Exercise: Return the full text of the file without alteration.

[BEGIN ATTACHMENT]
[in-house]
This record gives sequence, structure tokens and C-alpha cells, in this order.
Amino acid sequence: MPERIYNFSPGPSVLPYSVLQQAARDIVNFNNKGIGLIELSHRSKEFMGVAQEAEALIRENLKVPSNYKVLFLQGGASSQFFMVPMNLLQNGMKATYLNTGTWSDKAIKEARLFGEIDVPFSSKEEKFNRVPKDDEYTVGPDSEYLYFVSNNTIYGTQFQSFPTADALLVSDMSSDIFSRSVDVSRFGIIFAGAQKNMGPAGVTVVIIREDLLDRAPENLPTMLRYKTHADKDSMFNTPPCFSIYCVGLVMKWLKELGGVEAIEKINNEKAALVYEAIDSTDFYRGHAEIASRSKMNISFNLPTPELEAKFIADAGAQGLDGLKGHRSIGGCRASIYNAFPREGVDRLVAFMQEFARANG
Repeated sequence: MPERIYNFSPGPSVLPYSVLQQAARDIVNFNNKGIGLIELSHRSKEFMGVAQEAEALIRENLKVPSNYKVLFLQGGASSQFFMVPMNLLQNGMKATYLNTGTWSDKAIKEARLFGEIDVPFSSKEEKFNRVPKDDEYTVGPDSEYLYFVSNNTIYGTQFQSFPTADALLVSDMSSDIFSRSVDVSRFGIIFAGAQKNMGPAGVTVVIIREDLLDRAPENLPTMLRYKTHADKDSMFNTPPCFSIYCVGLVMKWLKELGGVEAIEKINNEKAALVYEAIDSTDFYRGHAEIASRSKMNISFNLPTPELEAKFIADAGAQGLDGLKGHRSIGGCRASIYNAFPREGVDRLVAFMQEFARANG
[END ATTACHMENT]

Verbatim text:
[in-house]
This record gives sequence, structure tokens and C-alpha cells, in this order.
Amino acid sequence: MPERIYNFSPGPSVLPYSVLQQAARDIVNFNNKGIGLIELSHRSKEFMGVAQEAEALIRENLKVPSNYKVLFLQGGASSQFFMVPMNLLQNGMKATYLNTGTWSDKAIKEARLFGEIDVPFSSKEEKFNRVPKDDEYTVGPDSEYLYFVSNNTIYGTQFQSFPTADALLVSDMSSDIFSRSVDVSRFGIIFAGAQKNMGPAGVTVVIIREDLLDRAPENLPTMLRYKTHADKDSMFNTPPCFSIYCVGLVMKWLKELGGVEAIEKINNEKAALVYEAIDSTDFYRGHAEIASRSKMNISFNLPTPELEAKFIADAGAQGLDGLKGHRSIGGCRASIYNAFPREGVDRLVAFMQEFARANG
Repeated sequence: MPERIYNFSPGPSVLPYSVLQQAARDIVNFNNKGIGLIELSHRSKEFMGVAQEAEALIRENLKVPSNYKVLFLQGGASSQFFMVPMNLLQNGMKATYLNTGTWSDKAIKEARLFGEIDVPFSSKEEKFNRVPKDDEYTVGPDSEYLYFVSNNTIYGTQFQSFPTADALLVSDMSSDIFSRSVDVSRFGIIFAGAQKNMGPAGVTVVIIREDLLDRAPENLPTMLRYKTHADKDSMFNTPPCFSIYCVGLVMKWLKELGGVEAIEKINNEKAALVYEAIDSTDFYRGHAEIASRSKMNISFNLPTPELEAKFIADAGAQGLDGLKGHRSIGGCRASIYNAFPREGVDRLVAFMQEFARANG